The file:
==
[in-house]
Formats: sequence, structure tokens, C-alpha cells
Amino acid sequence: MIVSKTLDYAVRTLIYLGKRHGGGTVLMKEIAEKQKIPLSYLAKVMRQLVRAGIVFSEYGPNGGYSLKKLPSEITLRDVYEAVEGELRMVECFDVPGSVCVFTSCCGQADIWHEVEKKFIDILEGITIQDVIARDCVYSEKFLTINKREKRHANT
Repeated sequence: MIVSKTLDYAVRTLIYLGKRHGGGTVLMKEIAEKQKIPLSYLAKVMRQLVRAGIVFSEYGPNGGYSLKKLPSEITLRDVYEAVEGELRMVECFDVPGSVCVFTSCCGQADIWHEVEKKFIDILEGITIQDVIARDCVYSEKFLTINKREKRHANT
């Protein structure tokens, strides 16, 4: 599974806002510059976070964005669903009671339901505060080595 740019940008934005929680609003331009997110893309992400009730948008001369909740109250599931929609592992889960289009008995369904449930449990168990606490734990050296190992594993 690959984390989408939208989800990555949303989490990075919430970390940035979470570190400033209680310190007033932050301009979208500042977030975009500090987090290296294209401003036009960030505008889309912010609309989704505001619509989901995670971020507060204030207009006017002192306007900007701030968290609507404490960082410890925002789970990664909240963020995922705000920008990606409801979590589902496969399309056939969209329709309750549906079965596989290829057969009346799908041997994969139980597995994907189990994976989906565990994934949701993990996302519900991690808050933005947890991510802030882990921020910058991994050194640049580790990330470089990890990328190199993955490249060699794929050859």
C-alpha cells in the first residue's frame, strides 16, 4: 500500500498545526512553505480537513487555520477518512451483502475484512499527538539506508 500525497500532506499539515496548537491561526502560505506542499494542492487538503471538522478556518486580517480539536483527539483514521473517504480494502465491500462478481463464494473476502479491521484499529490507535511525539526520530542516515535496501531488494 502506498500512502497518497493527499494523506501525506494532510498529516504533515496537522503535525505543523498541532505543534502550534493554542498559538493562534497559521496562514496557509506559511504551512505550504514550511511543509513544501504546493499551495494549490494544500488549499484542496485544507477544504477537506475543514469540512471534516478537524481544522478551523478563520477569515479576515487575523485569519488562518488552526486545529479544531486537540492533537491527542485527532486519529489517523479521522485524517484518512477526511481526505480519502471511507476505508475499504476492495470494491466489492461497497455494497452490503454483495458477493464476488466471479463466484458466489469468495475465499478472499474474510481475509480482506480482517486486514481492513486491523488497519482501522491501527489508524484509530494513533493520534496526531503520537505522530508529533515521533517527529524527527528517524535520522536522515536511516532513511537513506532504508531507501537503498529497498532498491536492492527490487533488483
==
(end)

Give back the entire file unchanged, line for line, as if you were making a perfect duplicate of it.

[in-house]
Formats: sequence, structure tokens, C-alpha cells
Amino acid sequence: MIVSKTLDYAVRTLIYLGKRHGGGTVLMKEIAEKQKIPLSYLAKVMRQLVRAGIVFSEYGPNGGYSLKKLPSEITLRDVYEAVEGELRMVECFDVPGSVCVFTSCCGQADIWHEVEKKFIDILEGITIQDVIARDCVYSEKFLTINKREKRHANT
Repeated sequence: MIVSKTLDYAVRTLIYLGKRHGGGTVLMKEIAEKQKIPLSYLAKVMRQLVRAGIVFSEYGPNGGYSLKKLPSEITLRDVYEAVEGELRMVECFDVPGSVCVFTSCCGQADIWHEVEKKFIDILEGITIQDVIARDCVYSEKFLTINKREKRHANT
């Protein structure tokens, strides 16, 4: 599974806002510059976070964005669903009671339901505060080595 740019940008934005929680609003331009997110893309992400009730948008001369909740109250599931929609592992889960289009008995369904449930449990168990606490734990050296190992594993 690959984390989408939208989800990555949303989490990075919430970390940035979470570190400033209680310190007033932050301009979208500042977030975009500090987090290296294209401003036009960030505008889309912010609309989704505001619509989901995670971020507060204030207009006017002192306007900007701030968290609507404490960082410890925002789970990664909240963020995922705000920008990606409801979590589902496969399309056939969209329709309750549906079965596989290829057969009346799908041997994969139980597995994907189990994976989906565990994934949701993990996302519900991690808050933005947890991510802030882990921020910058991994050194640049580790990330470089990890990328190199993955490249060699794929050859």
C-alpha cells in the first residue's frame, strides 16, 4: 500500500498545526512553505480537513487555520477518512451483502475484512499527538539506508 500525497500532506499539515496548537491561526502560505506542499494542492487538503471538522478556518486580517480539536483527539483514521473517504480494502465491500462478481463464494473476502479491521484499529490507535511525539526520530542516515535496501531488494 502506498500512502497518497493527499494523506501525506494532510498529516504533515496537522503535525505543523498541532505543534502550534493554542498559538493562534497559521496562514496557509506559511504551512505550504514550511511543509513544501504546493499551495494549490494544500488549499484542496485544507477544504477537506475543514469540512471534516478537524481544522478551523478563520477569515479576515487575523485569519488562518488552526486545529479544531486537540492533537491527542485527532486519529489517523479521522485524517484518512477526511481526505480519502471511507476505508475499504476492495470494491466489492461497497455494497452490503454483495458477493464476488466471479463466484458466489469468495475465499478472499474474510481475509480482506480482517486486514481492513486491523488497519482501522491501527489508524484509530494513533493520534496526531503520537505522530508529533515521533517527529524527527528517524535520522536522515536511516532513511537513506532504508531507501537503498529497498532498491536492492527490487533488483